Alternative sensor signal 316 (B) is provided to an alternative sensor signal synthesizer 330, which generates a synthesized alternative sensor signal 332 ({circumflex over (B)}) by extracting Vocal Tract Resonances (VTRs) from alternative sensor signal 316 and converting the extracted VTR's into complex spectrum values.

Defined as the acoustic resonances for the oral portion of the vocal tract when the excitation is forced at the glottis, VTRs correspond to natural frequencies of the physical system. VTRs are related to but different from formants. Unlike formants, VTRs do not “disappear”, merge, or split during any part of speech. Rather, they exist at real frequencies at all times, even when the mouth is closed. While VTRs exist at all times, they are not always observable and as such represent hidden dynamics of the speech signal.

VTRs from the alternative sensor are generally not affected by leakage noise or teeth clack in the alternative sensor signal. As a result, the synthesized alternative sensor signal formed from the VTRs has less noise and is thus useful in identifying an estimate of a clean speech signal.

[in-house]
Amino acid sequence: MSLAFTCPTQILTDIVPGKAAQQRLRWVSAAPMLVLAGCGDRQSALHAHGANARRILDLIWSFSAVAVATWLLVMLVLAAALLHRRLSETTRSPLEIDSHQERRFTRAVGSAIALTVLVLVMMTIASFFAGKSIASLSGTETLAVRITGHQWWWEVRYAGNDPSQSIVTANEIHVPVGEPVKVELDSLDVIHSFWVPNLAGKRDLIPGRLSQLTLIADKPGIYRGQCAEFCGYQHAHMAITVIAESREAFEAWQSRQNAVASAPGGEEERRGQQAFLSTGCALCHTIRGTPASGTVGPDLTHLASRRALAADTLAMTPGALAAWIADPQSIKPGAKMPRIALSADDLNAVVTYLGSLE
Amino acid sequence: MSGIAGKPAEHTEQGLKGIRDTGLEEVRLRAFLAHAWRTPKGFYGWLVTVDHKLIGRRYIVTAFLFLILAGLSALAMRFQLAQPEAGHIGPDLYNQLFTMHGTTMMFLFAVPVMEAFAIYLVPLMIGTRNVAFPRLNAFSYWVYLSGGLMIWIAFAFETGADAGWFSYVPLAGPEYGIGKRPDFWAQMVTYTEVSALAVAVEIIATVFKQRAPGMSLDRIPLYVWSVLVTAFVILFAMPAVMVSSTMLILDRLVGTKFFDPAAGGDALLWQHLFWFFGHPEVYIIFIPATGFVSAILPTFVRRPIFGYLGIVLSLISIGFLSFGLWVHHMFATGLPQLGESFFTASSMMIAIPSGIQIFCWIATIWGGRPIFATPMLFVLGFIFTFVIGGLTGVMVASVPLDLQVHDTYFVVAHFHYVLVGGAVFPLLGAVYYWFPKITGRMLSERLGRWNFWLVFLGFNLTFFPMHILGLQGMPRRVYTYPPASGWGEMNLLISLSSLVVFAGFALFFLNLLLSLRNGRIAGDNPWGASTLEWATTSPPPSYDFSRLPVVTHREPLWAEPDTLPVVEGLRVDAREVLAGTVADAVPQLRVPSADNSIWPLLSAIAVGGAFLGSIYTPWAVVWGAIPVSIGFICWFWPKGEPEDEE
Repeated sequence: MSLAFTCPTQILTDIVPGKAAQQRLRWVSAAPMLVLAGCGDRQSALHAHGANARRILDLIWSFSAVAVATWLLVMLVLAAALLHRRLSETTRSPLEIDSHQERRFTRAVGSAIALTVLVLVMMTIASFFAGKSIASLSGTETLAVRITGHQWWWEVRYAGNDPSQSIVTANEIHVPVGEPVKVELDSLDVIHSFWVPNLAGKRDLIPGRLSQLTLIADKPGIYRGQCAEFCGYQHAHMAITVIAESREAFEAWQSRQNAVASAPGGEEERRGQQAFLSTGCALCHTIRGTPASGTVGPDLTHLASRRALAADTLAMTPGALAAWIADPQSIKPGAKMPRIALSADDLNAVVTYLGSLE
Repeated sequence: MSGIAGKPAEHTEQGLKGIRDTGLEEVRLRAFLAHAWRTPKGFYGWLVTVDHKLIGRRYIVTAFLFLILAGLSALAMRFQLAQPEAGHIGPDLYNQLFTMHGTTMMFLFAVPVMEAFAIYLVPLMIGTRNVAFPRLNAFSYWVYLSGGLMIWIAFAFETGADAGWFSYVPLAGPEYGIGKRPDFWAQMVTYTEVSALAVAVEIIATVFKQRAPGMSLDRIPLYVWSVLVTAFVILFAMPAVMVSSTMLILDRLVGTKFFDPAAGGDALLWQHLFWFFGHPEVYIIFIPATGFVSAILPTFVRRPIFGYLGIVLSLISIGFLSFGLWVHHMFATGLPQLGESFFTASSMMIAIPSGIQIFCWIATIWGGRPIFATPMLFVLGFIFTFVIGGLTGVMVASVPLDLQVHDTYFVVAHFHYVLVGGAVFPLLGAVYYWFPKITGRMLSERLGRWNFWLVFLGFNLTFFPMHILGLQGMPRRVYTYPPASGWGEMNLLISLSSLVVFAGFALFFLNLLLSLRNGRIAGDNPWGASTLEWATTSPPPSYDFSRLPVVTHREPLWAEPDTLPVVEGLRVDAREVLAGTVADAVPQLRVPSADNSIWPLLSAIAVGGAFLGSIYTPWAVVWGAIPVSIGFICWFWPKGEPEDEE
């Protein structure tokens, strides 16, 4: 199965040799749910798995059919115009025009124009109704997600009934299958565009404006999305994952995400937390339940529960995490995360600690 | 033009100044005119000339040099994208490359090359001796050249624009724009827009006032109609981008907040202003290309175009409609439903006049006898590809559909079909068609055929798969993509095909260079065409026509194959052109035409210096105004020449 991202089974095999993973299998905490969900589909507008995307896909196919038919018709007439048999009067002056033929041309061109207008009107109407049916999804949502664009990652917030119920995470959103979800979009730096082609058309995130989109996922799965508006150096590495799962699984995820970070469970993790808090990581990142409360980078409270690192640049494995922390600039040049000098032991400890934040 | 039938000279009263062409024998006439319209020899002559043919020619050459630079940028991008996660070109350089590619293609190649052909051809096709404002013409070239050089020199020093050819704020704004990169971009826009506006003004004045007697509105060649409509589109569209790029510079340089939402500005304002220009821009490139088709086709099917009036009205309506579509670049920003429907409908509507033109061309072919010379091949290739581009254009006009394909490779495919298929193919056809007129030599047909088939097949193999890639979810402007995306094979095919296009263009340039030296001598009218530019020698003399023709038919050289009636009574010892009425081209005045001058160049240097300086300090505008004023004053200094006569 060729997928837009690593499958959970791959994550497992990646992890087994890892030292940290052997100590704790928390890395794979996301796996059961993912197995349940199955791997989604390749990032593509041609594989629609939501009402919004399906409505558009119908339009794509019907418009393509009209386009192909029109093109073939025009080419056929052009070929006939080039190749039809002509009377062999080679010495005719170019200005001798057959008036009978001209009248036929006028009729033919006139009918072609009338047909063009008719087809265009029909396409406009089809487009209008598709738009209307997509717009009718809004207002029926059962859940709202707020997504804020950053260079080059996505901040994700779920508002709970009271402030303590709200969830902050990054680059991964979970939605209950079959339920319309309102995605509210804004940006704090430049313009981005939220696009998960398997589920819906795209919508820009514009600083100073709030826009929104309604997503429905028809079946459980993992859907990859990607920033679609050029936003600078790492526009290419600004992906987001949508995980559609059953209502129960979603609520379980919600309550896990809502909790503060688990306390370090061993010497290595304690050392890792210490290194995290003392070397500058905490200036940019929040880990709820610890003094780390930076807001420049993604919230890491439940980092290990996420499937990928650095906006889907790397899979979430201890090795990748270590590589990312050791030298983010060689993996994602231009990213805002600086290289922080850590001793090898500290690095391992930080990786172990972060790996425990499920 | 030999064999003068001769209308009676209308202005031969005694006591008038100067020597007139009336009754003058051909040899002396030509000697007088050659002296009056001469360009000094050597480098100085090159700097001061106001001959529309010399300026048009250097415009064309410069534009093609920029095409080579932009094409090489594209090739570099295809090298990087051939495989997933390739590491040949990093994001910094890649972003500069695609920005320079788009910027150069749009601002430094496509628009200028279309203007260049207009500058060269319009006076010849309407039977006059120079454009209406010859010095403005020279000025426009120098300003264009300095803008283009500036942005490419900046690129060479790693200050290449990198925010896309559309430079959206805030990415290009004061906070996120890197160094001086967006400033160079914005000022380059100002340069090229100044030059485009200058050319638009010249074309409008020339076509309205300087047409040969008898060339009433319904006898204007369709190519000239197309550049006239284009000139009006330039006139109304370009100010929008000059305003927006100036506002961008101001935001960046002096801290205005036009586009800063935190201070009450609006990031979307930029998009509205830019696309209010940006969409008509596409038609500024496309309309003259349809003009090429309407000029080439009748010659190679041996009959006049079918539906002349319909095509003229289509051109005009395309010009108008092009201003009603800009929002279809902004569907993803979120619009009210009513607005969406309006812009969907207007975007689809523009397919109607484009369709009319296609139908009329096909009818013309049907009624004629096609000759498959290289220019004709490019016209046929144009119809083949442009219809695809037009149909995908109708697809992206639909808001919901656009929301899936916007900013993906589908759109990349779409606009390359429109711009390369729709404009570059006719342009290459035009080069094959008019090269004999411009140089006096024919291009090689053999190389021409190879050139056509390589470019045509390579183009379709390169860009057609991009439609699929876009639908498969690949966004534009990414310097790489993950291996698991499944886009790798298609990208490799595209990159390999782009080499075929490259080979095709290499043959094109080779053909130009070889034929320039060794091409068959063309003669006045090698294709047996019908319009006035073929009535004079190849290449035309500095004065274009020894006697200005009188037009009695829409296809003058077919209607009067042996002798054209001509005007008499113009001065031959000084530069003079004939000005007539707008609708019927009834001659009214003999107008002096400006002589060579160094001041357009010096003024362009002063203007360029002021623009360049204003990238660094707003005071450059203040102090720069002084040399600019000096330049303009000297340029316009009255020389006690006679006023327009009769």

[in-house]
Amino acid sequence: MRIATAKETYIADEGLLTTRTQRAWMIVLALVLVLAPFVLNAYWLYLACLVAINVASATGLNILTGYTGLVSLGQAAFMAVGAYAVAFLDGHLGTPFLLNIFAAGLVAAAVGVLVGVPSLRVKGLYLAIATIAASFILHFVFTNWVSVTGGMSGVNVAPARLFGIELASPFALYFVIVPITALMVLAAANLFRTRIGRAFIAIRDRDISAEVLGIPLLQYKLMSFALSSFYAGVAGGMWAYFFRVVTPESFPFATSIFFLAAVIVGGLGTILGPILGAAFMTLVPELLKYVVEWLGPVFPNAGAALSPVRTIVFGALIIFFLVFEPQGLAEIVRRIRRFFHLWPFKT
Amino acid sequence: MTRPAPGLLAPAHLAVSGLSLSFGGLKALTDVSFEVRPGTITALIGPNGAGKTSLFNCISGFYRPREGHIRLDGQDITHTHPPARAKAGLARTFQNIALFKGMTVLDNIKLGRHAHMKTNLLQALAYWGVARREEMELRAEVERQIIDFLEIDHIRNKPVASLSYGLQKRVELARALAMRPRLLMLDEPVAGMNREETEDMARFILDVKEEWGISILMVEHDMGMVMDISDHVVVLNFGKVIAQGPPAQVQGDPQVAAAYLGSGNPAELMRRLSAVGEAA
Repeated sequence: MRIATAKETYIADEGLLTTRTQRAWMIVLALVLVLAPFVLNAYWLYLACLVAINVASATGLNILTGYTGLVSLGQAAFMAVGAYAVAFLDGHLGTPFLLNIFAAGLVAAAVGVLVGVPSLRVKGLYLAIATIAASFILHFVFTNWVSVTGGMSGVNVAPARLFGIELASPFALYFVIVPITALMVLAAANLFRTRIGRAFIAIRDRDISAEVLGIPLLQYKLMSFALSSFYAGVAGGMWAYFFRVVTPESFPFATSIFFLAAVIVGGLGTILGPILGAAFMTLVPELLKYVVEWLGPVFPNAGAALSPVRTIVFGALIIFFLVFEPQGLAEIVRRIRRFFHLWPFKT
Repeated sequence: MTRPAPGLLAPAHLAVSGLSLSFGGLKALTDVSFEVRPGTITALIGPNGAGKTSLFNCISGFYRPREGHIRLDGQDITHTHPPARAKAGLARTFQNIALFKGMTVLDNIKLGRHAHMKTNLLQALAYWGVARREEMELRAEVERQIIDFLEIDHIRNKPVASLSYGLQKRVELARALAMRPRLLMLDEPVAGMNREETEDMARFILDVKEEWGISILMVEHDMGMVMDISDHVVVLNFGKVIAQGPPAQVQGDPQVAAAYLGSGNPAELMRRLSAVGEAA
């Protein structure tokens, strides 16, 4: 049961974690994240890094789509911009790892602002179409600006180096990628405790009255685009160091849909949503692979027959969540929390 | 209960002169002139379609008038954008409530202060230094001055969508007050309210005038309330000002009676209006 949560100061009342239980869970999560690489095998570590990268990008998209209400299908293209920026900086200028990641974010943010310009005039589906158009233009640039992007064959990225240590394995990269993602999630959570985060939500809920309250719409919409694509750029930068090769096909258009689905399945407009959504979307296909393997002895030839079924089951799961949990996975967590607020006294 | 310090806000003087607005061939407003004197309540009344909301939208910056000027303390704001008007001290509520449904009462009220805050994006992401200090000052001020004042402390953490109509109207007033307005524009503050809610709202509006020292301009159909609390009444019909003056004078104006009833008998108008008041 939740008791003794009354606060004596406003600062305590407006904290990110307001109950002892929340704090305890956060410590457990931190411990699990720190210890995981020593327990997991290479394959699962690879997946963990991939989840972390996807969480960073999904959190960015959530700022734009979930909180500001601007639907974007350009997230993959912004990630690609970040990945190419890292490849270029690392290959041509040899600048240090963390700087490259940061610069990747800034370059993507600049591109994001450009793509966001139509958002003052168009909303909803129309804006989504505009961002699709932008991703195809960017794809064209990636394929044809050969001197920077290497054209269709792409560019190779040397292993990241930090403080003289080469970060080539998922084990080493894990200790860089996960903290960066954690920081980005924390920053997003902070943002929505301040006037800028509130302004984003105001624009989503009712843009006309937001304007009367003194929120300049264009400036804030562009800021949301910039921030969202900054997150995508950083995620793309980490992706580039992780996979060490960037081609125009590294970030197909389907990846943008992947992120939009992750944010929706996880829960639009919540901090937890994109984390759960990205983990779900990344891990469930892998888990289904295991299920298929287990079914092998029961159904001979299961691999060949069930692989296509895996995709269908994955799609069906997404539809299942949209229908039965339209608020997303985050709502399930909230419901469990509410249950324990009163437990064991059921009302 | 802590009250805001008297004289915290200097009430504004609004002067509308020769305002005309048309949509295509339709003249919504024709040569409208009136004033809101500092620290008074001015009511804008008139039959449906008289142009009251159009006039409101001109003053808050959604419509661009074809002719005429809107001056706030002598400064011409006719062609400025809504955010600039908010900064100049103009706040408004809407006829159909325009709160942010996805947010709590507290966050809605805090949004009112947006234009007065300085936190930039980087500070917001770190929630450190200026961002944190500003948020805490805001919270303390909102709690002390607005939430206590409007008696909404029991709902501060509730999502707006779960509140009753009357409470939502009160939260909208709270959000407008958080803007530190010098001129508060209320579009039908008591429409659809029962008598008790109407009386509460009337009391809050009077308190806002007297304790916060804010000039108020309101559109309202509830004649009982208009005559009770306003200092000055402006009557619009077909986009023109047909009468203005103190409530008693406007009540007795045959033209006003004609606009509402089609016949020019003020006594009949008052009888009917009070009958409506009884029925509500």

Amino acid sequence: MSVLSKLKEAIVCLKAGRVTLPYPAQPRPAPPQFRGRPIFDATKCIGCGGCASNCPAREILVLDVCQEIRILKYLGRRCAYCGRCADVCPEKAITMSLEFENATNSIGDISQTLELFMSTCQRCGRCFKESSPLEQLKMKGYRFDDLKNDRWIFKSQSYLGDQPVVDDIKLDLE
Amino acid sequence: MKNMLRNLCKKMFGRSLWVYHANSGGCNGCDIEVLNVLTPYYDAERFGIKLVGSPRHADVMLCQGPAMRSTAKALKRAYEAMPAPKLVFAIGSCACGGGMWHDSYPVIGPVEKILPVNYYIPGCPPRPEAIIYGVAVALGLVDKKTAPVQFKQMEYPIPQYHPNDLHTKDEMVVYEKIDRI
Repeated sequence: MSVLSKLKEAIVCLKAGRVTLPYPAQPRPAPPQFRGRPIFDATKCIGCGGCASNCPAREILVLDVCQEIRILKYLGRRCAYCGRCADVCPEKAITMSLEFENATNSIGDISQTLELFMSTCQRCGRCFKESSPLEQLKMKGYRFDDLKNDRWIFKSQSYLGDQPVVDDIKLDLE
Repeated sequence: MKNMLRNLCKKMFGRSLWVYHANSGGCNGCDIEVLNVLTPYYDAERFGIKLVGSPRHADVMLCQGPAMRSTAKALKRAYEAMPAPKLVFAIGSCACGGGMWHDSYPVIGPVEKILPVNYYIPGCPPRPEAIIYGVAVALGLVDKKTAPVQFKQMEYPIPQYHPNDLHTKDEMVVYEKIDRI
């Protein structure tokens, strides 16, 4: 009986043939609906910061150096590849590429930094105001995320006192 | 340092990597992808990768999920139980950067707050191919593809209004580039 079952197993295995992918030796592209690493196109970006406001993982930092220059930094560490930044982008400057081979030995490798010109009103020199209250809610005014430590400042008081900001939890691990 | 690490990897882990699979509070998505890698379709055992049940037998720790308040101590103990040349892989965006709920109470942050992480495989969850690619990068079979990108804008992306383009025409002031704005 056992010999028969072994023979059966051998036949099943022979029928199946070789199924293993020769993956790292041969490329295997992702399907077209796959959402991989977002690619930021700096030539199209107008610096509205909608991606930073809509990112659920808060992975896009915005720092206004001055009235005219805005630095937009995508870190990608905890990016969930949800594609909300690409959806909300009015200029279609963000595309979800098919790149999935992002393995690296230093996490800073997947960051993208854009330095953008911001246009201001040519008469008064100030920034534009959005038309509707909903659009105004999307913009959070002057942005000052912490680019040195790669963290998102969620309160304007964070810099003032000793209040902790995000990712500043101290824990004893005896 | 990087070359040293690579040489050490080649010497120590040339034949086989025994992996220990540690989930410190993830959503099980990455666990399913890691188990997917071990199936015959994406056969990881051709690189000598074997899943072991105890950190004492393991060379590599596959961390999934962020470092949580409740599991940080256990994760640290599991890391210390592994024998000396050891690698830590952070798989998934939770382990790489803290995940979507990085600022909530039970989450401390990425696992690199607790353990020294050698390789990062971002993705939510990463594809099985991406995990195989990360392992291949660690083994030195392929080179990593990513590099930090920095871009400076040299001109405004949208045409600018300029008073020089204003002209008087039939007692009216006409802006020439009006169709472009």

Alternative sensor signal 316 (B), air conduction microphone signal 318 (Y), and the complex spectral domain values for the synthesized alternative signal 332 are provided to a clean signal estimator 322, which estimates a clean signal 324. Clean signal estimate 324 is provided to a speech process 328. Clean signal estimate 324 may either be a time-domain signal or a Fourier Transform vector. If clean signal estimate 324 is a time-domain signal, speech process 328 may take the form of a listener, a speech coding system, or a speech recognition system. If clean signal estimate 324 is a Fourier Transform vector, speech process 328 will typically be a speech recognition system, or contain an Inverse Fourier Transform to convert the Fourier Transform vector into waveforms.